ControlRun 1 - 25 ppmRun 2 - 50 ppmRun 3 - 75 ppmRun 4 - 100 ppm
Mn18,86918,83018,81019,48319,575
Mw101,64098,20498,90696,72797,546
Mz502,522413,386442,577403,985417,500
Mp56,46357,95557,95557,20458,716
D5.395.225.264.964.98
D′4.944.214.474.184.28
Area1,1151,0661,0861,1081,048

Example 2

Based on the results described in Example 1, a second experiment was carried out. HDPE 6420 fluff was compounded at conditions determined to yield the most bubble stability with no loss in barrier performance on a Leistritz twin-screw compounding line. This sample was then evaluated on a commercial scale Alpine blown film line. For comparison of relative stability, films were also made using commercial HDPE 6420 and other commercially available resins including Alathon L5885, and Marflex 9659. MI2, density and polydispersity for these resins are listed in Table 3.

TABLE 3
Resin characteristics.
HDPEAlathonMarflex
6420L58859659
MI 2.16 kg (dg/min)20.851
Density (g/cc)0.9620.9580.962
Polydispersity5-67-87-8

HDPE 6420 fluff and additives as described in Example 1 were first compounded with 50 ppm of L101 on a Leistritz twin screw extruder at 243° C. using the same additive package as Example 1. At these conditions, 50 ppm peroxide resulted in an MI2 value of 1.1 dg/min representing a 52% fluff to pellet MI2 drop and exceeding the targeted amount. A drop in the level of peroxide to 30 ppm resulted in a near target MI2 drop of 33% and a final pellet MI2 of 1.55 dg/min.

Shear thinning data comparing the controls and the 30 ppm sample show a significant shift in the breadth parameter from 0.345 for the baseline with 0 ppm peroxide to 0.274 representing a 21% drop in the breadth parameter with 30 ppm peroxide (see Table 4). To evaluate the influence of this change in rheology on bubble stability, the 30 ppm sample along with the resins listed in Table 3 were run on an Alpine blown film line with a die gap of 1 mm and a die diameter of 120 mm, in the pocket at a 2.0 BUR. The general stability of the bubble at three take-up speeds (10, 20, and 30 meters/minute) was recorded, and is shown in Table 5.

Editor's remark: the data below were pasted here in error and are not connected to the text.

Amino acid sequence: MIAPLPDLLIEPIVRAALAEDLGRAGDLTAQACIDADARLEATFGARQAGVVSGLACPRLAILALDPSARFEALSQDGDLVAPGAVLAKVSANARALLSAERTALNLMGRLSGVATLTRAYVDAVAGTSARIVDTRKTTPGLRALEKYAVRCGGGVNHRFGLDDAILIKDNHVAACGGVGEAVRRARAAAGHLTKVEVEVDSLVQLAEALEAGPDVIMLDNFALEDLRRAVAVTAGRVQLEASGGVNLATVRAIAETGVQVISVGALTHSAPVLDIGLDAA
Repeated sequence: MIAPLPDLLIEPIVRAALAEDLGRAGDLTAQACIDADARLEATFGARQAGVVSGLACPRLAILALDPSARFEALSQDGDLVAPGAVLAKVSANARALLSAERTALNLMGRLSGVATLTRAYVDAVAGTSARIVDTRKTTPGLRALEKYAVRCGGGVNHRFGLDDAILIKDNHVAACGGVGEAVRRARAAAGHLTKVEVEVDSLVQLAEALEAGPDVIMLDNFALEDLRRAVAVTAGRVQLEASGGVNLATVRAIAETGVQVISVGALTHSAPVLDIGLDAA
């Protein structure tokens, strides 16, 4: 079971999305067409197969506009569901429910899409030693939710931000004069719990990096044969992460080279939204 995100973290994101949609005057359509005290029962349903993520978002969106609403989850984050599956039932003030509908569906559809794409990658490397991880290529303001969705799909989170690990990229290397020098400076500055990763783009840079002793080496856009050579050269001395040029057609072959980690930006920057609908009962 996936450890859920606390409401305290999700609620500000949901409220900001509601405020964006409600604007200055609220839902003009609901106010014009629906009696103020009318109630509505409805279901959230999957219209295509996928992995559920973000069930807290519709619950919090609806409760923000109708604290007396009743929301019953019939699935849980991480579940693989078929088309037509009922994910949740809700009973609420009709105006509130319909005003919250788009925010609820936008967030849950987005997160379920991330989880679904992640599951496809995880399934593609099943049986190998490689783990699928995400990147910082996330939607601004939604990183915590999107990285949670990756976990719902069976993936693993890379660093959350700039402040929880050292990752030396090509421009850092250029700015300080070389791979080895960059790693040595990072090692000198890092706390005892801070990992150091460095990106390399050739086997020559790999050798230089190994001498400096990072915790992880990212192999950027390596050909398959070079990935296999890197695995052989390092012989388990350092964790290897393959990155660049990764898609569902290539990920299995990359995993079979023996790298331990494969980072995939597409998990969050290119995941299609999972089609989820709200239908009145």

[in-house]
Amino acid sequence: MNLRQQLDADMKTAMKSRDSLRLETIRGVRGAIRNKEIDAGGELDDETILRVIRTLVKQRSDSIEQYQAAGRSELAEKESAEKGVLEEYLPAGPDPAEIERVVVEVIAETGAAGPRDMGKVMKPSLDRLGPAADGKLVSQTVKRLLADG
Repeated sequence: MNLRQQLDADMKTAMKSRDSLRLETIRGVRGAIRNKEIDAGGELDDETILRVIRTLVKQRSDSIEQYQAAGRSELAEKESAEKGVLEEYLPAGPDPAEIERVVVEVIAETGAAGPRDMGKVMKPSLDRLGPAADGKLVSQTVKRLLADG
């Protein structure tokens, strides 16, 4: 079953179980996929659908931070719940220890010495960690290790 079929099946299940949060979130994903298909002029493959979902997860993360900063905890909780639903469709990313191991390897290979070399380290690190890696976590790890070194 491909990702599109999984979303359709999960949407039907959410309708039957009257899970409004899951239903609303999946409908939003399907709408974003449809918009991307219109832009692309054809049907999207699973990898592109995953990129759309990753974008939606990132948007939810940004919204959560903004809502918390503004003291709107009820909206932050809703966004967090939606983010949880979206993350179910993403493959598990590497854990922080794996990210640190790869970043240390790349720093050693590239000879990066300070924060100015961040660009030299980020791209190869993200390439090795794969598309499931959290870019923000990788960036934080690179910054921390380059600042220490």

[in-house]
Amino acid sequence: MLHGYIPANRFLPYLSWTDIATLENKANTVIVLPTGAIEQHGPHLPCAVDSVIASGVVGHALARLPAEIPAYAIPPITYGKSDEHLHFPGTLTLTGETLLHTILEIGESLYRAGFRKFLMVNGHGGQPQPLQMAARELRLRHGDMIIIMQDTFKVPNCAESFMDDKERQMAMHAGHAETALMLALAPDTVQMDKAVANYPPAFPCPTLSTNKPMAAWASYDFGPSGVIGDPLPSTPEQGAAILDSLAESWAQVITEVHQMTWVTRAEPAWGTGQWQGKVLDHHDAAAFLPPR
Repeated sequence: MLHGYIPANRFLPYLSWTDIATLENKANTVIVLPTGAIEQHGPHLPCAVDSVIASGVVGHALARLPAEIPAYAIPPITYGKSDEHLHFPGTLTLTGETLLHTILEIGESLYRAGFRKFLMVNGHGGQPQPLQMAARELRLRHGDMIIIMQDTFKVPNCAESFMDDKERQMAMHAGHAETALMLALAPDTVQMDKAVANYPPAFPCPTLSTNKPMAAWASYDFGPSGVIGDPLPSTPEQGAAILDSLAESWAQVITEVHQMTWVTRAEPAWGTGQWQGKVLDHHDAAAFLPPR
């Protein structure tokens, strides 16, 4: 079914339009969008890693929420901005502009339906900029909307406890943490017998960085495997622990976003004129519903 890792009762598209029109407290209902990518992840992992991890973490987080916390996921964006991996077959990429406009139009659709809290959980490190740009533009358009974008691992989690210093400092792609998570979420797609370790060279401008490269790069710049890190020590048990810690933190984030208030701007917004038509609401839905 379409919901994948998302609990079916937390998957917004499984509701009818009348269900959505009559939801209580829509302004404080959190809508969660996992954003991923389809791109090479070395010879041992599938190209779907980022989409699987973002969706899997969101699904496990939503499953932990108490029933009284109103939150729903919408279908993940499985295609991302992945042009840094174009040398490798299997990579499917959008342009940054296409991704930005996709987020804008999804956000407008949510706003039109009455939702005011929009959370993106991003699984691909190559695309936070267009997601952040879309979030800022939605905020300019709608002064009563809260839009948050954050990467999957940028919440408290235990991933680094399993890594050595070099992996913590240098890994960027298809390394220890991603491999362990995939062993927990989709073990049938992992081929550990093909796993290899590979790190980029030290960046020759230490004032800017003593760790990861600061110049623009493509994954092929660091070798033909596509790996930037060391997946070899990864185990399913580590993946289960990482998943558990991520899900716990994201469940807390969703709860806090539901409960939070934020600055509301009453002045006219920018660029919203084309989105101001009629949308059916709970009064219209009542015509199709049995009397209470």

The control resin, HDPE 6420 (without peroxide) was unstable at all three take-up speeds. Likewise, the Leistritz resin without peroxide was unstable at all but one of the conditions. However, the 30 ppm HDPE 6420 formulation was stable at all three conditions.

Finally, the Oxygen Transmission Rate (02TR) in cc/100 in2/day and Water Vapor Transmission Rate (WVTR) in g/100 in2/day was measured on films produced at 1, 2.5 and 5 mil films for the control samples, commercial grades and peroxide modified resin (30 ppm of peroxide). The data is given in Table 6. It can be seen that the improved processing performance achieved using peroxide, does not result in a compromise of barrier performance.

TABLE 2
MI2.16 and rheology for base line and peroxide modified resin.
HDPE
6420LeistritzLeiatritz
Concentration (L101)
0 ppm0 ppm30 ppm
Relaxation Time0.0050.0050.005
Breadth Parameter “a”0.3470.3450.274
MI2.16 (dg/min)2.001.891.55

TABLE 5
Stability for Materials Run on the Alpine Blown Film Line
TakeHDPELeistritzLeistritzAlathonMarflex
Away64206420 0 ppm6420 30 ppmL58859659
10/minunstableunstable -stablestablestable
touched iris
20/minunstableunstablestablestablestable
30/minunstable -stablestablestablestable
touched iris

TABLE 6
Summary of OTR ans WVTR performance.
1.0 mil2.5 mil5.0 mil
WVTR(g/100-in2/day)
HDPE 64200.310.110.05
Leistritz 0 ppm 64200.260.110.05
Leistritz 30 ppm 64200.340.110.05
Equistar L58850.330.110.07
CPC 96590.350.090.05
1.0 mil2.5 mil5.0 mil
O2TR(cc/100-in2/day)
HDPE 64201564329
Leistritz 0 ppm 64201224829
Leistritz 30 ppm 64201603925
Equistar L58851664328
CPC 96591805129

In the foregoing specification, the invention has been described with reference to specific embodiments thereof, and has been demonstrated as effective in providing methods for preparing polymers using peroxide initiators and other additives and articles made therefrom. However, it will be evident that various modifications and changes can be made thereto without departing from the scope of the invention as set forth in the appended claims. Accordingly, the specification is to be regarded in an illustrative rather than a restrictive sense. For example, specific combinations or amounts of and other components falling within the claimed parameters, but not specifically identified or tried in a particular polymer system, are anticipated and expected to be within the scope of this invention. Further, the methods of the invention are expected to work at other conditions, particularly temperature, pressure and proportion conditions, than those exemplified herein.